Pia Rosenqvist and Kerstin Stenius
AIMS - Starting from the notion of the Finnish “non-medical approach” in the handling of alcohol and drug problems, this article analyses expressions of the medicalisation of drug problems and drug users in Finnish social work and specialised substance abuse treatment. The article focuses on the first drug wave, in the 1960s, and the second, at the end of the 1990s. DESIGN - The data consists of all texts on illegal drugs found in the years 1968-1972 and 1997-2001 in two leading journals of social work, one from the social care and social service field, the other issued by the key provider of specialist substance abuse treatment. The texts were systematically analysed (author(s), problem descriptions, suggested solutions, and words used for the problem and the drug user). RESULTS - In both periods, we found in the journals a social perspective on drugs and drug problems. There is more emphasis on prevention and more optimism on the possibilities of prevention in the first than in the second period. During the first period the call for medicine or medical solutions are few and the medical voices rare. Medical expertise gets more space in both journals in the second period. The predominant understanding of the problem changes from drugs as part of a new youth culture, possibly an epidemic in the first period, to a dependence/ addiction in the second. The description of the user shifts from a young person to a (marginalised) dependent or addict. The proposed solutions in the 1960s are (youth focused) social policy and social change, while the 1990s solutions highlight refined treatment and more specific interventions. The society seems difficult to change, and so do the established institutions. CONCLUSIONS - The medicalisation of the Finnish perspective on drugs in the 1990s is expressed through a narrowing of perspective on illegal drugs as social problems. While present, the social perspective is impotent.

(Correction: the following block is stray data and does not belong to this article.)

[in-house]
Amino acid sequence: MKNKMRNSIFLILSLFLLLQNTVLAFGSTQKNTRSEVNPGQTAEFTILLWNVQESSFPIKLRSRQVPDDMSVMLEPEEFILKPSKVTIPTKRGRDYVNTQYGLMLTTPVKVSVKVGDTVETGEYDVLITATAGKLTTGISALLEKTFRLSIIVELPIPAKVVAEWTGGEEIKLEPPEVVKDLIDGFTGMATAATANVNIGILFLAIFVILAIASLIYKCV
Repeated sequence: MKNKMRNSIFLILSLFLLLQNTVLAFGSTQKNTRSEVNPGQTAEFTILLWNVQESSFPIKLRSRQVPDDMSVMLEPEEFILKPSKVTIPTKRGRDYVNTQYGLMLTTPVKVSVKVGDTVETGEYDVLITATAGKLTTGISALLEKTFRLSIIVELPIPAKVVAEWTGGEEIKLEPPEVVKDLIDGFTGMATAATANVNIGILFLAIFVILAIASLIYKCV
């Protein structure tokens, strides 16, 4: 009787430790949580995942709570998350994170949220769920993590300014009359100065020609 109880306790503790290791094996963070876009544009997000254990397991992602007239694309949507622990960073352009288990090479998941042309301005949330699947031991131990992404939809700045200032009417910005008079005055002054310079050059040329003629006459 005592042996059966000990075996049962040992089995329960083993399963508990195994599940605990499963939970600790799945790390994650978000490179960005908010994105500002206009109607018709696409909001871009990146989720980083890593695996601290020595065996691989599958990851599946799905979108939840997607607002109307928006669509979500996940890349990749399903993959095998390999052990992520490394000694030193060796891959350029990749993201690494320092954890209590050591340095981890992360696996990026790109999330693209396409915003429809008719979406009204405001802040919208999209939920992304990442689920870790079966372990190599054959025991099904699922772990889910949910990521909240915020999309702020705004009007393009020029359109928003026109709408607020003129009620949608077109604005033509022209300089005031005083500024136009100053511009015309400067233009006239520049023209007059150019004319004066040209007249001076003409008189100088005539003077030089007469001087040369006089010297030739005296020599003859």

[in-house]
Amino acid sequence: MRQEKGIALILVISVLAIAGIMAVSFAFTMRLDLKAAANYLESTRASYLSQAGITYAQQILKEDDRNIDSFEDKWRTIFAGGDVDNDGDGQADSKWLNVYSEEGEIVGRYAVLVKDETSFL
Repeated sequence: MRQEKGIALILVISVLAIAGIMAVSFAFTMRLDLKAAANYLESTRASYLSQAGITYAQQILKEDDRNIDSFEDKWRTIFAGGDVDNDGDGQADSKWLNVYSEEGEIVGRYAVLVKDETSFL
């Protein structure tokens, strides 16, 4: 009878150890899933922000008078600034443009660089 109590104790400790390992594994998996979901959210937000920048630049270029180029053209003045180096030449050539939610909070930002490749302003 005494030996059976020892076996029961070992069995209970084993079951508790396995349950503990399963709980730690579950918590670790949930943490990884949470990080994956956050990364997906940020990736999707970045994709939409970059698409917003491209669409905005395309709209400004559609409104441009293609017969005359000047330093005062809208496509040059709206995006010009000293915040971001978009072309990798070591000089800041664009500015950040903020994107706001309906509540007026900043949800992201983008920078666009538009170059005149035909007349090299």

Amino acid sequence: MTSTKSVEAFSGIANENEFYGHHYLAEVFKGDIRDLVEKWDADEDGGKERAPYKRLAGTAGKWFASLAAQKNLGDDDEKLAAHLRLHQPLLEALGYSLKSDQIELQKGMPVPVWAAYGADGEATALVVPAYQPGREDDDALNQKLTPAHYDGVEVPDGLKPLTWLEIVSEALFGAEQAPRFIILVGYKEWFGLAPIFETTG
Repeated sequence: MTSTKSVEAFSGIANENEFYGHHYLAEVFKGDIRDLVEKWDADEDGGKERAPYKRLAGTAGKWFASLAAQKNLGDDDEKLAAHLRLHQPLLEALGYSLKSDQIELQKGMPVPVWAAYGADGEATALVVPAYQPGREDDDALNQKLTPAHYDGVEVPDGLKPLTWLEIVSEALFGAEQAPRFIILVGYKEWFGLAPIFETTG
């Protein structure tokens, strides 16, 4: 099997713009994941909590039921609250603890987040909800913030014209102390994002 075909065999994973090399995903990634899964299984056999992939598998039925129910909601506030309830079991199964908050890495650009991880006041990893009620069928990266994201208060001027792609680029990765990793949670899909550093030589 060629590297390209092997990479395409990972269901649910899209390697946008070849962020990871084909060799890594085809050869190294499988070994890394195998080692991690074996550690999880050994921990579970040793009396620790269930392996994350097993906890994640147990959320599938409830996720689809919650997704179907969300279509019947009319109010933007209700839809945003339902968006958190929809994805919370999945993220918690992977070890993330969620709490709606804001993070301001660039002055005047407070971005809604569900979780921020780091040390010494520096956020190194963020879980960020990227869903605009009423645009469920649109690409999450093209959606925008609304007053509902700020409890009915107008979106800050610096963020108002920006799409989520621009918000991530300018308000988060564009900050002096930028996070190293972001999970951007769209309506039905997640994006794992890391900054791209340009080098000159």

Pia Rosenqvist, Astrid Skretting and Kerstin Stenius
Hans Melberg, Pekka Hakkarainen, Esben Houborg, Marke Jääskeläinen, Astrid Skretting, Mats Ramstedt and Pia Rosenqvist
Measuring the harm of illicit drug use on friends and family
AIMS - This paper explores different approaches to quantify the human costs related to drug use. DATA AND METHODS - The data come from a representative survey of 3092 respondents above the age of 18 in four Nordic capitals: Copenhagen, Helsinki, Oslo and Stockholm. RESULTS - The results show that in most Nordic capitals more than half of the respondents at some time have known and worried about the drug use of somebody they know personally. Moreover, while the average reported harm was about 2 on a scale from 0 to 10, a significant minority (10%) of those knowing drug users indicated that the harm was above 5. CONCLUSIONS - Many persons have at some time personally known somebody who uses drugs. This causes significant human harm and should be included in the estimate of the social cost of illegal drugs. These results are relevant in the debate on the size of the drug problem as well as for targeting groups that experience the highest costs.